Flint is not quite on the eastern end of Michigan, but it's getting there. The next day, Saturday, we were going to the western end of the state. At least the lower peninsula. This was to Fremont, for two of the seven pinball events happening between Christmas and New Year's.
Special When Lit is the name of the amusement-game-routing company that AJH has formed. Its headquarters is the back of the financial-advice office his father PH runs. PH is the new International Flipper Pinball Association designate heading Michigan pinball competitive events. He took over the post in September. And PH decided that the venue for the 2019 state championship --- to be held next Saturday barring catastrophe --- would be Special When Lit headquarters. His reasons were good: they needed a place where PH could be sure of game conditions, and he only had a few weeks to select one. The place is private, so competitors won't have to risk random outsiders coming in and maybe messing up play. It's got a large number of games, and even better, games of different eras of pinball. There's electromechanicals, early-solid-state, late-solid-state, and modern games. The only real objection I would draw is that it's another west-side venue, and the west side of the state (well, the lower peninsula) has hosted the championships three years running now, and the east side is no less vibrant a pinball scene and should get its innings. But there wasn't much time to pick a site, either.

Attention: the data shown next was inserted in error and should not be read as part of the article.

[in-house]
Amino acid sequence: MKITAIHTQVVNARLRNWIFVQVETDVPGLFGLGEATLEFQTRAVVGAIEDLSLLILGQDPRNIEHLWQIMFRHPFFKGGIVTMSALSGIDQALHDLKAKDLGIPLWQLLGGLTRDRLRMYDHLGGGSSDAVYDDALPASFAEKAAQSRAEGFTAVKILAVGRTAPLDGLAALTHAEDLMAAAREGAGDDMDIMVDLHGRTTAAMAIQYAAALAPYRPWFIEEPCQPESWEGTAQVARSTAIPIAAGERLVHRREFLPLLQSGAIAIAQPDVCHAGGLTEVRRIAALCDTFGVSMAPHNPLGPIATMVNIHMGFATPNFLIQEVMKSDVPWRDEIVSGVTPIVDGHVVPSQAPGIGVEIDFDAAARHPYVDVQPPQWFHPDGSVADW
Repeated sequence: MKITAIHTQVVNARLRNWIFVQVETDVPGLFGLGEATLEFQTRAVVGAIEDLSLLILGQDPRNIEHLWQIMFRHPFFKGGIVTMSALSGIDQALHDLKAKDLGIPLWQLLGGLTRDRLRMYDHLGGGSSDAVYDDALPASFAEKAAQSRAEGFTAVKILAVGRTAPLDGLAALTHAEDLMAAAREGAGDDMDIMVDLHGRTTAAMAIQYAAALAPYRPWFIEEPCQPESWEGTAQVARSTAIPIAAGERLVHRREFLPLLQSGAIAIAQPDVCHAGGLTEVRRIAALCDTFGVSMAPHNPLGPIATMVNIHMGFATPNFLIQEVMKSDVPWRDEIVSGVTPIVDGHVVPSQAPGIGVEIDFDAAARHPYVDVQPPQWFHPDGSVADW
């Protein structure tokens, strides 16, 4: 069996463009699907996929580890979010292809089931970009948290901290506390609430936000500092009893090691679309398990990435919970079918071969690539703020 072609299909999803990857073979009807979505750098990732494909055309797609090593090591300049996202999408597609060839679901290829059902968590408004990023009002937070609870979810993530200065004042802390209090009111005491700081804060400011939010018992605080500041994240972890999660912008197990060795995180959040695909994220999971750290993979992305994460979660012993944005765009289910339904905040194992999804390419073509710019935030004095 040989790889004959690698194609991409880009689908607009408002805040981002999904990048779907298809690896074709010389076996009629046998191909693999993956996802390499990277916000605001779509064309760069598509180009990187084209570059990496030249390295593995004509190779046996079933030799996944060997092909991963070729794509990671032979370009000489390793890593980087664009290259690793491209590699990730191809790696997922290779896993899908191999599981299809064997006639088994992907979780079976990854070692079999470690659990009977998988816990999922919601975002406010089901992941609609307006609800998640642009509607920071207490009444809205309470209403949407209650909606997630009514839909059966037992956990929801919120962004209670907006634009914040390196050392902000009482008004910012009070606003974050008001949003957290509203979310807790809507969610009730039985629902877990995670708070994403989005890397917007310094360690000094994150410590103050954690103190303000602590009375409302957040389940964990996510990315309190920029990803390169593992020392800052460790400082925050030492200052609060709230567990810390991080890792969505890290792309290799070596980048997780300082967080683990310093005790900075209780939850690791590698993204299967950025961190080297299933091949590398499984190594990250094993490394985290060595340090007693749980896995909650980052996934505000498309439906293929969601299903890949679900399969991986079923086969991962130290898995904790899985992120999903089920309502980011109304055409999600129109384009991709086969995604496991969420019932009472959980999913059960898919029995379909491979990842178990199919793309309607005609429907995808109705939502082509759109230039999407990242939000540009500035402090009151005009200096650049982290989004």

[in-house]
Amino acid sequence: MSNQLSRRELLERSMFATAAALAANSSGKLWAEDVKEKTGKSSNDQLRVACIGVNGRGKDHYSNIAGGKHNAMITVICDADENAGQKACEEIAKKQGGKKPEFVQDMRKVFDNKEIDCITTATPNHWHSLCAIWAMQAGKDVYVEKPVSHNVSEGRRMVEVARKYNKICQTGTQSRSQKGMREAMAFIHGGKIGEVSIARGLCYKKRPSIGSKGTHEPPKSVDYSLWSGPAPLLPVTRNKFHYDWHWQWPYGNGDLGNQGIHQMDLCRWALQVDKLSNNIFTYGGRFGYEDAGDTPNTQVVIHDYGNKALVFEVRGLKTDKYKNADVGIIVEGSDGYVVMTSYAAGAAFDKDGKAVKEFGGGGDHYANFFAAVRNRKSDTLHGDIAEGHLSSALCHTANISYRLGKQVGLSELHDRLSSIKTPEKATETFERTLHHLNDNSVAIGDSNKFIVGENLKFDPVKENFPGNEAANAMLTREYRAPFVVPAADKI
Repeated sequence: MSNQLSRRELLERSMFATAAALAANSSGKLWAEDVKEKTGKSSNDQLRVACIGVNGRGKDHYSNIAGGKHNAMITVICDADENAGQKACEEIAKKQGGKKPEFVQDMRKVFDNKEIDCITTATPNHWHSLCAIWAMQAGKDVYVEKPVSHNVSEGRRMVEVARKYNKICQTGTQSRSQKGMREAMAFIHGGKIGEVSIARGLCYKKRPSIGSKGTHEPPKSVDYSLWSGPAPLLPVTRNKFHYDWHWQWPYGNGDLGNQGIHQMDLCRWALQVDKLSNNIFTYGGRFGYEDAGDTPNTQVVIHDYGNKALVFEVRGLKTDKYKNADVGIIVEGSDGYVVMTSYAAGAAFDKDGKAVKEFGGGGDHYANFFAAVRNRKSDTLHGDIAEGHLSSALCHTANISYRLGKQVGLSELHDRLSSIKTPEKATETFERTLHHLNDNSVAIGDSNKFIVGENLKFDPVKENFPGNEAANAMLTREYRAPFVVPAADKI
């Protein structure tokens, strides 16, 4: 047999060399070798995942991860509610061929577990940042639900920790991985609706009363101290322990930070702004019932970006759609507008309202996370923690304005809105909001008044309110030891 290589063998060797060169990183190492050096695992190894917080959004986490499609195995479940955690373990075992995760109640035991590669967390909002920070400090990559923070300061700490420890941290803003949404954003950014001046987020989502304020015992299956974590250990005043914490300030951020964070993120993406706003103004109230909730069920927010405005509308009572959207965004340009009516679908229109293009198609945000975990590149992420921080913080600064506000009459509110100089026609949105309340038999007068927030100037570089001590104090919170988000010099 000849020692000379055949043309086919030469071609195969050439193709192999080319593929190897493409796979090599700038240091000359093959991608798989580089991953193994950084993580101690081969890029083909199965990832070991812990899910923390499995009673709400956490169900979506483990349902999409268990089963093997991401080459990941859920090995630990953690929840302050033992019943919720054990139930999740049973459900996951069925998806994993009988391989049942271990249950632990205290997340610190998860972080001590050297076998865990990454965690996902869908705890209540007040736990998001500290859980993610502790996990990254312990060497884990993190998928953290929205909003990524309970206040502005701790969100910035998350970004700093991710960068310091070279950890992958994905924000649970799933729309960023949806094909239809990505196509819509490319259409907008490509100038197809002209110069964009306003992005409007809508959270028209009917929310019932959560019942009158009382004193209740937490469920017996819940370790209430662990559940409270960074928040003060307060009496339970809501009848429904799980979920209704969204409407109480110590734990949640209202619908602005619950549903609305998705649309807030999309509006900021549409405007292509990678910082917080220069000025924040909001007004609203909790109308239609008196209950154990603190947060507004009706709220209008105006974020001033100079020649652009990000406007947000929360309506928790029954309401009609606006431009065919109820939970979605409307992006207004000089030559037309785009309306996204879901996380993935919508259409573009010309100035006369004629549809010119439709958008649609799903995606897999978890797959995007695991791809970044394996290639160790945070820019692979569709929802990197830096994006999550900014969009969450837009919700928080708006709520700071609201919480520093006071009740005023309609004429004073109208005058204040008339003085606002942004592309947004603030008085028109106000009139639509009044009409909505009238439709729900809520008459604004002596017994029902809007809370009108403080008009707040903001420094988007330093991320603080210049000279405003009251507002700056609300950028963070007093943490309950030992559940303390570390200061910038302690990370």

Anyway. The last weekend of December offered some important things. The routine finals for the Monthly and for the two-month-long ``league'' finals of Fremont. Potentially, a lot of points for the IFPA ratings. AJH and PH read and follow the IFPA rules studiously, and know how to get the maximum value out of a couple hours' pinball. Valuable time at the venue, practicing on the tables that will be at the championship. We expected a big crowd to be there. And there was, although not so giant a crowd as you might think: seventeen people (one of them a guy from Oregon who was visiting family). There's usually ten to twelve people. bunny_hugger and I are regulars. MWS, coming from Flint, is a semi-regular.